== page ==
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Advice for a new homeowner.

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  • Member since
    August 2013
  • From: Michigan
Advice for a new homeowner.
Posted by Straycat1911 on Saturday, March 13, 2021 2:25 PM

Just bought my first house and the inspector recommended cedar bark around the foundation to help with drainage.

I was thinking, wouldn't crushed rock/gravel of some kind be better in terms of durability? 

  • Member since
    September 2012
Posted by GMorrison on Saturday, March 13, 2021 2:47 PM

It depends on your budget.

At the low end, just sloping the dirt away from the house will do a lot. Also extend your downspouts out at the base as much as practical. Even 6" helps.

Even if the yard is level with the house out for a distance, create a swale by sloping down from the house a couple of feet, by 6" or so, and then slope back up out from the low point.

Bark won't do much, and there's some opinion it might attract termites. i'm not sure about that- they like dirt too.

And once it is under water, then what? The water will pond unless there is a slope under the bark.

If you have a problem where your basement is leaking, you then need to get serious about a trench along the foundation, line it with filter cloth, install a perforated drain pipe (French drain) that slopes from one end to the other and goes somehere downhill from the low end, then fill the trench with gravel.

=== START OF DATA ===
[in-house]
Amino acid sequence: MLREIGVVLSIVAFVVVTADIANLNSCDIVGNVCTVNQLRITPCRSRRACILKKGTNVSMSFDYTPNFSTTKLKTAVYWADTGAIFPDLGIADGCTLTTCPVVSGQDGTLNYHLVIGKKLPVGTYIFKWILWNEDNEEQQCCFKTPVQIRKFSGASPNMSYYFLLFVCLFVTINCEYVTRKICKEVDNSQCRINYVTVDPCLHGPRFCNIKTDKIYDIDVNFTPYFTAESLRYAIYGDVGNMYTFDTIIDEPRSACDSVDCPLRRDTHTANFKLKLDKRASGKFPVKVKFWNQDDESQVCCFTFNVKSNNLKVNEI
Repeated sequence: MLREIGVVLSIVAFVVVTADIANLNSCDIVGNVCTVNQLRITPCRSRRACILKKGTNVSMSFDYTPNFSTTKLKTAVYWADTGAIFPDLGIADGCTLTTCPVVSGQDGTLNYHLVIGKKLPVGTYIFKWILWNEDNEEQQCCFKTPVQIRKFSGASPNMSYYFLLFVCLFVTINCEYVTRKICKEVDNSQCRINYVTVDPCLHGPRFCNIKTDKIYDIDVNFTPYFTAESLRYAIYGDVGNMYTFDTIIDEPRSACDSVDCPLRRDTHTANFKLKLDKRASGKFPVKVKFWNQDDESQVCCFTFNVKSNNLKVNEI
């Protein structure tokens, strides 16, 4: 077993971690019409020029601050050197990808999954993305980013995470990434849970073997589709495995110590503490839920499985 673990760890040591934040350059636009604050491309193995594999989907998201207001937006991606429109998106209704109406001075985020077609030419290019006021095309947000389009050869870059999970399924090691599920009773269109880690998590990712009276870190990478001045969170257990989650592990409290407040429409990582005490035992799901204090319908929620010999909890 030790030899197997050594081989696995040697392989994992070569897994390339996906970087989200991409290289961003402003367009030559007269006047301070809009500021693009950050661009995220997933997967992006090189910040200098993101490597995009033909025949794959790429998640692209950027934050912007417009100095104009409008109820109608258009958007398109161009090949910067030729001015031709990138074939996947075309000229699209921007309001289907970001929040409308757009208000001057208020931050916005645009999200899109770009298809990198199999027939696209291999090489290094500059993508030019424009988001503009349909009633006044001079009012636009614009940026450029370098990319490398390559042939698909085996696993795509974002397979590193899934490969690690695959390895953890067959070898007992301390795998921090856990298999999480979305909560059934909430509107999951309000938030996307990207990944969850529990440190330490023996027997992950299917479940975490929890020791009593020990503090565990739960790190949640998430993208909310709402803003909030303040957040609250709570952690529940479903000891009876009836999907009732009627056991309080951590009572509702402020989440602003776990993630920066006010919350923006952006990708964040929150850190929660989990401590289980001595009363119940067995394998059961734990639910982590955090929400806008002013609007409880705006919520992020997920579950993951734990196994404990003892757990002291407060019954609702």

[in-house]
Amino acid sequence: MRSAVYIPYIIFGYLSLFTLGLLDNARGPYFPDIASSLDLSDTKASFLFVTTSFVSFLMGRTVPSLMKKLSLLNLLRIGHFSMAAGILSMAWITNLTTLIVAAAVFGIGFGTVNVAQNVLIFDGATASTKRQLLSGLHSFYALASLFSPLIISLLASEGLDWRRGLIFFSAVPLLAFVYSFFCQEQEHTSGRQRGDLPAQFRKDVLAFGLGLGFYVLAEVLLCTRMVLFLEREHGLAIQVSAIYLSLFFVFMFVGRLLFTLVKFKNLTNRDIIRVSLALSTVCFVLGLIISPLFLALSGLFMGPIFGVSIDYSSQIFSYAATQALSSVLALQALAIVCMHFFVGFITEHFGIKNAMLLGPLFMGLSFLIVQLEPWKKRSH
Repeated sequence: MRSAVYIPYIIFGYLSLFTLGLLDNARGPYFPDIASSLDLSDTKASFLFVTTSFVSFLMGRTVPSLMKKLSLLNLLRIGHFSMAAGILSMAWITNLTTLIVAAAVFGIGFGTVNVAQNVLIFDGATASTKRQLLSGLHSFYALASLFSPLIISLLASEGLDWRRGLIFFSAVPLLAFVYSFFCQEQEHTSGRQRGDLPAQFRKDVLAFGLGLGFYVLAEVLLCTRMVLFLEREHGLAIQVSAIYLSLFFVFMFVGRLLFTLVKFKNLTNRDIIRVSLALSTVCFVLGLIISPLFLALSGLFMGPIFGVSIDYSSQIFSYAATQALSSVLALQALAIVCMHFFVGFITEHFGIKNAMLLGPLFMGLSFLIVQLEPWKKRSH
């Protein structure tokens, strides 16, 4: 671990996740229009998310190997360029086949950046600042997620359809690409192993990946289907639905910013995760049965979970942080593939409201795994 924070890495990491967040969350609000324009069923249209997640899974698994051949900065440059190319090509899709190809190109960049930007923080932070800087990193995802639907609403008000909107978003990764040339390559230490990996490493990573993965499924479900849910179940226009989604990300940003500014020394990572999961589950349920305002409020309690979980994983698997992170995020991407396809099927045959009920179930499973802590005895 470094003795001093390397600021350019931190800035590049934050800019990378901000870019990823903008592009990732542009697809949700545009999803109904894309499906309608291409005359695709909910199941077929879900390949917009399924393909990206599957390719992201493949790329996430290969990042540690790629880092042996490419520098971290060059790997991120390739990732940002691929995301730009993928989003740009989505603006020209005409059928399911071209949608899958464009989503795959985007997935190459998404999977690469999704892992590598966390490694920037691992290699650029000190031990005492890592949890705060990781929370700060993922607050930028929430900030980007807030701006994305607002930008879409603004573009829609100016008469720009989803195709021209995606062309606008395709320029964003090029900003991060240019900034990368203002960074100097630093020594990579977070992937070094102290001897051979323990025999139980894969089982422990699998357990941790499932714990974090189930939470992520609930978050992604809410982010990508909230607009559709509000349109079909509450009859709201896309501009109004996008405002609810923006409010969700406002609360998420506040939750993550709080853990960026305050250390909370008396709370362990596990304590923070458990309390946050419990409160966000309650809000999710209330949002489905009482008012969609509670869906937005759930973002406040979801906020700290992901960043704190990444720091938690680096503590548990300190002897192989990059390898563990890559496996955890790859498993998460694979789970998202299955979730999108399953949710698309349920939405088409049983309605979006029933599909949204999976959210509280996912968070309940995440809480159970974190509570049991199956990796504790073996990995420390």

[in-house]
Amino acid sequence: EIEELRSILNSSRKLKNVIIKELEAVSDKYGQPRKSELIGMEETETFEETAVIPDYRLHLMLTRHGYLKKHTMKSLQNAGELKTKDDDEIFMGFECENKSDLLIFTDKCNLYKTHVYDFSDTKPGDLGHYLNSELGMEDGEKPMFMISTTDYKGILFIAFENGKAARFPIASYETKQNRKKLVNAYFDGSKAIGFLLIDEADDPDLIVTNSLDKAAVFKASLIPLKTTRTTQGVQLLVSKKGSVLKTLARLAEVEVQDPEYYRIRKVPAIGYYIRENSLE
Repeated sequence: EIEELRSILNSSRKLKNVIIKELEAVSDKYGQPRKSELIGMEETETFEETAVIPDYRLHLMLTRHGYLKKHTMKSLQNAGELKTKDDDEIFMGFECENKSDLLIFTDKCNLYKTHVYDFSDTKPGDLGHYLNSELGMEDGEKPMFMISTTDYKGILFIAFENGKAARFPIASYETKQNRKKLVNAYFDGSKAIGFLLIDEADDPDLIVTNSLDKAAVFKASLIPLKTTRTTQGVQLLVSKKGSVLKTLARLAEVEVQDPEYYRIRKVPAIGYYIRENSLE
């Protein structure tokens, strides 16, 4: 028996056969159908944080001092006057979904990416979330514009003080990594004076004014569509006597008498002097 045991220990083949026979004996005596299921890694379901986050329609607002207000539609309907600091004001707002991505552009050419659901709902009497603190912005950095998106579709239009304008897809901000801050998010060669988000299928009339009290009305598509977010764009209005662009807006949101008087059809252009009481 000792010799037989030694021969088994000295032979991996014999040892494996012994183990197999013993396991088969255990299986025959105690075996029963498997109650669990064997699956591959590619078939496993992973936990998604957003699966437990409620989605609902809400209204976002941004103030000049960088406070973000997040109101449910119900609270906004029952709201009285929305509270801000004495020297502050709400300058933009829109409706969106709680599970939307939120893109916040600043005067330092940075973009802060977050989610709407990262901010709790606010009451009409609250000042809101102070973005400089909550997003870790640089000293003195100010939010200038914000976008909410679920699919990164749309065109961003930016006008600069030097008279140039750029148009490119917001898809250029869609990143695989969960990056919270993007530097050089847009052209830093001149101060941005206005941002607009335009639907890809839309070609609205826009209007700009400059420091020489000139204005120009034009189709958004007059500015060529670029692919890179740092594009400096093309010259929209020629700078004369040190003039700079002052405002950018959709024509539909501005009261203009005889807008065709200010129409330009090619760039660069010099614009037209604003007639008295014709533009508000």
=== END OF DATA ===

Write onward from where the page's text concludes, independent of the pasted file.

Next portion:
Bill

 

 

 Modeling is an excuse to buy books.

 

  • Member since
    August 2019
  • From: Central Oregon
Posted by HooYah Deep Sea on Saturday, March 13, 2021 3:53 PM

I concur with Bill on all counts. Now the question is, is there a history of water issues with this house? If not, it's just a matter of keeping an eye on things. See how the ground fares with big rain and then work from there. Frankly, if there isn't actually a problem, why spend the money to fix it?

Now, if there is an issue or has been in the past, take a serious look at drainage. I know it's kind of too late now, but when looking at properties to buy, always look at potential drainage issues. Is there anything uphill from you that could flood you out? Is the house at the low point of the property? Are you near any large bodies of water? These are question to be pondered BEFORE buying. The same goes with issues concerning landslide/mudslide/snowslide, wildfire, earthquake, and other potential natural disaster issues.

And then there is the zombie issue too, so get yourself a chainsaw!